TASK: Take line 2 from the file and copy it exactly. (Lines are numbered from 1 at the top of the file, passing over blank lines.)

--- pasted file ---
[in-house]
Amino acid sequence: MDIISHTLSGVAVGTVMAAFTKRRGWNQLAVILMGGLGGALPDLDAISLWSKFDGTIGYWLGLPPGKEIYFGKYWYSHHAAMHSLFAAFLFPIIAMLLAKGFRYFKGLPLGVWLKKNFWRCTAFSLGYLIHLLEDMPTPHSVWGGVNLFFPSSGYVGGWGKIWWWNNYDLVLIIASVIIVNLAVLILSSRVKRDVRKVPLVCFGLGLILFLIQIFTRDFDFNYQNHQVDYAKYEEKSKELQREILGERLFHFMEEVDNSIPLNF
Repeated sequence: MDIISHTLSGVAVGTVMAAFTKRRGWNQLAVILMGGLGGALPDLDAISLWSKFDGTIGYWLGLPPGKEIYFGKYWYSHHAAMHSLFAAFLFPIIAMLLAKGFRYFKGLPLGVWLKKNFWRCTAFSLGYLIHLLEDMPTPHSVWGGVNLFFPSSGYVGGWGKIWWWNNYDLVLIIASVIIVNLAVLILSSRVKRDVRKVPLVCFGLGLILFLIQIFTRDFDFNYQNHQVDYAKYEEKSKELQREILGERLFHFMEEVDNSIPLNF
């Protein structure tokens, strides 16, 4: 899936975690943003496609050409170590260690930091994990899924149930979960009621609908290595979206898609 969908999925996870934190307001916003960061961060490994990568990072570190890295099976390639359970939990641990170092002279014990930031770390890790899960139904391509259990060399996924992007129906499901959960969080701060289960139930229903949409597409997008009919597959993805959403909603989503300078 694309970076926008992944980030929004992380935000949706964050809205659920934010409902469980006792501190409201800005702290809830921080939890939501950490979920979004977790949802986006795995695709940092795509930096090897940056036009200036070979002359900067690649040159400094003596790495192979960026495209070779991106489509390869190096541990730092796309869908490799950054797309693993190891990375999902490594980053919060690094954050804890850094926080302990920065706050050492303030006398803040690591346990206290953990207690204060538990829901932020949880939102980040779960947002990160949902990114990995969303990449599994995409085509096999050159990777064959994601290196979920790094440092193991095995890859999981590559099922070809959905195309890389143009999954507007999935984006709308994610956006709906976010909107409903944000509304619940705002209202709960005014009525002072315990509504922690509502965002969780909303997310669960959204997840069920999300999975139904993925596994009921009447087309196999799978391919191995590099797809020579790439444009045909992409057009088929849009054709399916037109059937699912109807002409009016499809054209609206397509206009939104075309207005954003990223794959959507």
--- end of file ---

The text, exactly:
Amino acid sequence: MDIISHTLSGVAVGTVMAAFTKRRGWNQLAVILMGGLGGALPDLDAISLWSKFDGTIGYWLGLPPGKEIYFGKYWYSHHAAMHSLFAAFLFPIIAMLLAKGFRYFKGLPLGVWLKKNFWRCTAFSLGYLIHLLEDMPTPHSVWGGVNLFFPSSGYVGGWGKIWWWNNYDLVLIIASVIIVNLAVLILSSRVKRDVRKVPLVCFGLGLILFLIQIFTRDFDFNYQNHQVDYAKYEEKSKELQREILGERLFHFMEEVDNSIPLNF